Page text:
Socialize… with other writers. Find a writing group in your area – or a writing buddy. Or take to Twitter, Facebook, or the dozens of websites out there that allow you to connect with fellow wordsmiths. Talking shop and seeing what others are doing will inspire you to keep the words coming.

Socialize some more… with your readers. If you have readers – whether it’s 5 or 5,000, take some time to interact. Social media, your own website, and email are great ways to stay in touch with your readers. You’ll find that the more you talk to people who love what you’re writing, the more you’ll want to write great stuff for them.

Talk about writing. A lot. To your writing friends, your readers, your family. Anyone who will listen. Talk about something you are writing – or something you want to write. Talk about why you write, or what you’ve learned from writing. Talk about it when you can. More often than not, you’ll start to hear some pretty good ideas come out of your mouth. And then you can move those to paper.

Study up. Read books about the craft of writing. Or marketing or publishing. Or listen to podcasts on the same subject. Let other people get you excited about the process. Let their ideas spark your own. Or re-purpose their brilliant ideas (DO NOT plagiarize or steal – just let yourself be inspired). Enthusiasm is contagious, so go out and catch it.

Take a walk down memory lane. Revisit some of your greatest hits – your favorite past pieces. Or pick up a project you never finished and start breathing more life into it. Remind yourself how far you’ve come with your writing. And then set your sites on where you want to go.

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So go on. Get out there are find ways to keep yourself inspired. And, as always, keep writing!

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Got any suggestions on how to stay in the writing mindset? Share your knowledge in the comments below!

Revive Your Writing Resolutions with S.M.A.R.T. Goals!

UntitledIt’s that infamous time of year: the end of January and, for many, the well-intentioned New Year’s Resolutions. Those of you who work out may notice that your gym is starting to empty out again as resolutioners lose their resolve, for example. Those who promised themselves a break from a bad habit like smoking may be falling back into their old routines. And, where writers like ourselves are involved, the countless resolutions made to write, edit, and/or publish our words are beginning to feel a bit ambitious.

But, thankfully, there’s one solid way to fix that lack of motivation and get you back on track (besides, of course, partaking in regular word sprints)! By making what are called “S.M.A.R.T. Goals”—or goals that are specific, measurable, attainable, realistic, and timely—all of us can make those resolutions a habit and not only achieve our goals, but feel productive and successful in the process.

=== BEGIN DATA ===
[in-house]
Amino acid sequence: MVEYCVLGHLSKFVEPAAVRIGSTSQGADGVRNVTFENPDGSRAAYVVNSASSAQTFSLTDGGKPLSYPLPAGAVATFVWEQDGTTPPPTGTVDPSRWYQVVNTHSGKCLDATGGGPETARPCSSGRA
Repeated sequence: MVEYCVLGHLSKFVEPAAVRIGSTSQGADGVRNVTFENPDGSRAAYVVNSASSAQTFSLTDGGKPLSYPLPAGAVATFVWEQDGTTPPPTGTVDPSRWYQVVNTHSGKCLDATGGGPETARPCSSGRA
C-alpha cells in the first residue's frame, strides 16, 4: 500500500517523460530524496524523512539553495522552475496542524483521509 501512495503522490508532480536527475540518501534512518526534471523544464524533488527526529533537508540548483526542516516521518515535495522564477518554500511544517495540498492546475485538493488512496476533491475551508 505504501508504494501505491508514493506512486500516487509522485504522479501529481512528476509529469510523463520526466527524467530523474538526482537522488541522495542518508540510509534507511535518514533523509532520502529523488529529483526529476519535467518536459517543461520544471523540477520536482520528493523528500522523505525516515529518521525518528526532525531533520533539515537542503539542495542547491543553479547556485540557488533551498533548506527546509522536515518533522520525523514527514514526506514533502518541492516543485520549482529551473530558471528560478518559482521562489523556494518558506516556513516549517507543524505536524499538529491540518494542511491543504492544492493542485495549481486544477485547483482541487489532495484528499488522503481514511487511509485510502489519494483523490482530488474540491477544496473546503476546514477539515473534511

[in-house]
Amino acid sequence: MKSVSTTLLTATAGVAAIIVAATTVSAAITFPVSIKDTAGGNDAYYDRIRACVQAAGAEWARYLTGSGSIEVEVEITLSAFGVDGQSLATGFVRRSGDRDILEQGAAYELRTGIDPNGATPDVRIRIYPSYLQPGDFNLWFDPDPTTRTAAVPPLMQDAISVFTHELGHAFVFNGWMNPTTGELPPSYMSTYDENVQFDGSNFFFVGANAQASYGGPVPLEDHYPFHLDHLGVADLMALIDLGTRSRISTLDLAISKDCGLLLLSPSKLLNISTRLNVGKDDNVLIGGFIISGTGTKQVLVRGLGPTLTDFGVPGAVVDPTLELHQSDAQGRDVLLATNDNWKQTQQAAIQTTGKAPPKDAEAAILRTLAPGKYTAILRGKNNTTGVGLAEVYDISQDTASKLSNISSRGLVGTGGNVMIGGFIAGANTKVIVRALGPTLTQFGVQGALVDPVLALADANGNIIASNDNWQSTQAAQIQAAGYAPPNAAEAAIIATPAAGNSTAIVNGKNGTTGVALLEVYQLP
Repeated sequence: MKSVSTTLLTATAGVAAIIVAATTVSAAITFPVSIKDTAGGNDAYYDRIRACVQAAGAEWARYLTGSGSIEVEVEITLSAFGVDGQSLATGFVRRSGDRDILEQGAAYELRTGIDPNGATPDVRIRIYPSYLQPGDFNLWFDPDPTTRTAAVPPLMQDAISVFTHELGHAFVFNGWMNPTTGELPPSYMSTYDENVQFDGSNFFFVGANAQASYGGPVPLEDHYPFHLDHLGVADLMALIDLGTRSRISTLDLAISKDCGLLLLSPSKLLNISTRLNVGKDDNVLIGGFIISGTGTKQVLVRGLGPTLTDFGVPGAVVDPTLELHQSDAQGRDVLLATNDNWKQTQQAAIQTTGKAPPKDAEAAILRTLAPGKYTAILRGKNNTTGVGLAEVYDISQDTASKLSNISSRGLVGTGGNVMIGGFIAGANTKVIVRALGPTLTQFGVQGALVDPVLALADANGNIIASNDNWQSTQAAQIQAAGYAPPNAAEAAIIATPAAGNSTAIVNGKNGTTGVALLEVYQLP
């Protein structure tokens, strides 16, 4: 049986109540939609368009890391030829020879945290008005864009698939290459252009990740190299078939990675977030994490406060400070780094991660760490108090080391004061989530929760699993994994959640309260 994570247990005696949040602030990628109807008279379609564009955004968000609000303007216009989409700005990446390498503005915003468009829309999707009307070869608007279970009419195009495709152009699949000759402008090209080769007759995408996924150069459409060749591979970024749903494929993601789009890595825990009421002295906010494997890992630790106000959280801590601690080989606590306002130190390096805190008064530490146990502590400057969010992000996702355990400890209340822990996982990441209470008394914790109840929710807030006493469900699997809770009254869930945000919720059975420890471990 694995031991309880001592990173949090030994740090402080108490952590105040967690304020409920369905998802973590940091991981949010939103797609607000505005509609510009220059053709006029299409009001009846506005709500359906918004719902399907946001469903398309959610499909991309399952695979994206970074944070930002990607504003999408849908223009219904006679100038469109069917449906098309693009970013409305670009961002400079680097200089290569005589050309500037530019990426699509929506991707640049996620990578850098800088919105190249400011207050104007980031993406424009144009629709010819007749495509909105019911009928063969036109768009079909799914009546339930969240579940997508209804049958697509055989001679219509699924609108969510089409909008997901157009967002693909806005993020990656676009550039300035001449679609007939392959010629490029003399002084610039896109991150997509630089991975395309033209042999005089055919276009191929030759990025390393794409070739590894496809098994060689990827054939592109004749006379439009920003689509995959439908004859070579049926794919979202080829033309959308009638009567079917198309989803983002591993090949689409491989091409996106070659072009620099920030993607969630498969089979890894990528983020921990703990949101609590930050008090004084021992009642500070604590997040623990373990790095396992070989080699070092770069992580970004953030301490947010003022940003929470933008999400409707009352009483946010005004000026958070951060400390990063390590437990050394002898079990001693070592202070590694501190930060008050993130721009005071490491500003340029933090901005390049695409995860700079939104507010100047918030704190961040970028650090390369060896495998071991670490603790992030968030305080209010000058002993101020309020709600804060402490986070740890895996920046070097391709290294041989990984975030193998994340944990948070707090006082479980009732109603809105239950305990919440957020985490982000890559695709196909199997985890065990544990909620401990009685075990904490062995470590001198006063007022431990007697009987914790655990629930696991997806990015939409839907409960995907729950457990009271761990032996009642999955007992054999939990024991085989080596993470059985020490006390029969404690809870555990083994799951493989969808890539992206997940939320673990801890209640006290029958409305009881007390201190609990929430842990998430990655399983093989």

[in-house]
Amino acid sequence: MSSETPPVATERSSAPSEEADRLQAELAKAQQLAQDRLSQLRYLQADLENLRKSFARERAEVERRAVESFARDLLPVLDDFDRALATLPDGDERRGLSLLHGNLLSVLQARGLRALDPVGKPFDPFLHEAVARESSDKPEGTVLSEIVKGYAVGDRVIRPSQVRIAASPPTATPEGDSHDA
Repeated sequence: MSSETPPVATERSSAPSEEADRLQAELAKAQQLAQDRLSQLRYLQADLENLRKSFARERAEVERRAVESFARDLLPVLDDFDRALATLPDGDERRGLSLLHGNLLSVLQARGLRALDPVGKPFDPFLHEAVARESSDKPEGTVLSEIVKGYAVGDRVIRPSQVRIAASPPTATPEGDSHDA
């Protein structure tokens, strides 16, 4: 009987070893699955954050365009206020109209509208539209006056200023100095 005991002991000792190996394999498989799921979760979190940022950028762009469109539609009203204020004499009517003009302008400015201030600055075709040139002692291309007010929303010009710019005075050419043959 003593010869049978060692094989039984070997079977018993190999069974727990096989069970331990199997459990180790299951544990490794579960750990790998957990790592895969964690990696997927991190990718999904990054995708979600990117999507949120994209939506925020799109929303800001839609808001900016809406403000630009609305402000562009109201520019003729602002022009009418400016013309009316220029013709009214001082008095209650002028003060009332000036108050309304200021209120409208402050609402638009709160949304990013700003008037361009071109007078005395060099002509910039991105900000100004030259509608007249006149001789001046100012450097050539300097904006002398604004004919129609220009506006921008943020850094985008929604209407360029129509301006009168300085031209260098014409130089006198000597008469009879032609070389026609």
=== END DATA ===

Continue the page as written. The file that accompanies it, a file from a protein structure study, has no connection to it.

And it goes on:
So how does a goal qualify as a S.M.A.R.T. Goal? Take your resolutions and hold them up to this standard to see if they’re up to par.

S.M.A.R.T. Goals are…

Specific

Any resolution that’s too broad or vague is sure to fall short of your expectations—often because you aren’t entirely sure what your expectations are. In order to achieve the next step, which is to make the goal measurable, you first have to have a goal in place that’s able to be measured. Here are some examples.

Vague goal: “Write more in 2015”
Specific goal: “Write a minimum of 200,000 words in 2015”

Measurable

This is where it’s helpful to create goals that can be broken down into smaller progressive segments, such as monthly or weekly tasks. For a goal to be measurable, we have to be able to pop in at a checkpoint and assess our progress without great effort or backtracking. If you’re trying to write more, for example, the above 200k goal can easily be broken down into a monthly word count target of approximately 16,667.

Here are two more examples:

Unmeasurable goal: Get a short story published (a vague and unmeasurable goal I made the mistake of making, myself, last year!)

Measurable goal: Dedicate 1/3 of the year each to writing, editing, and submitting a short story

Attainable & Realistic

The lines are blurred between these two, but essentially, your goals should be fathomable. It’s easy to look at a promisingly full 12 months an entire year in advance and make wild promises to ourselves—and there are unattainable and unrealistic goals that come much more disguised as the opposite than, say, determining that you’re going to be the next J.K. Rowling by 2016.

Unrealistic/unattainable goal: Write, edit, and (traditionally) publish your debut novel in one year

  • (Author’s Note: It can and has happened, I’m sure, but my guess is very rarely. This is not to dissuade anyone from achieving their goal of publication, but just to encourage you to take a step back and understand that traditional publication can often be a long and unpredictable process that you don’t always have complete control over).

Realistic/Attainable goal: Finish draft 1 of your novel by X date/month, send to beta readers by X date/month, and pursue publishing endeavors by X date/month (remember, you still have to keep it measurable).

Timely

Of course, the whole point of a New Year’s Resolution is that it can be completed and celebrated by the next year. All of the preceding examples have shown the difference between timely and untimely goals inherently by their being S.M.A.R.T. Goals, but here are two more if you need them:

Untimely goal: Write a collection of short stories

Timely goal: Write and edit one short story per week until December; take the month of December to comb through stories and decide what will be included in the collection and make any further edits

And that’s the basis of a S.M.A.R.T. Goal! Do your goals meet all the criteria? Or do they need to be revamped? Let us know, and—if you’re comfortable sharing your ambitions for the rest of the year—give us an idea of how you’re improving your resolutions!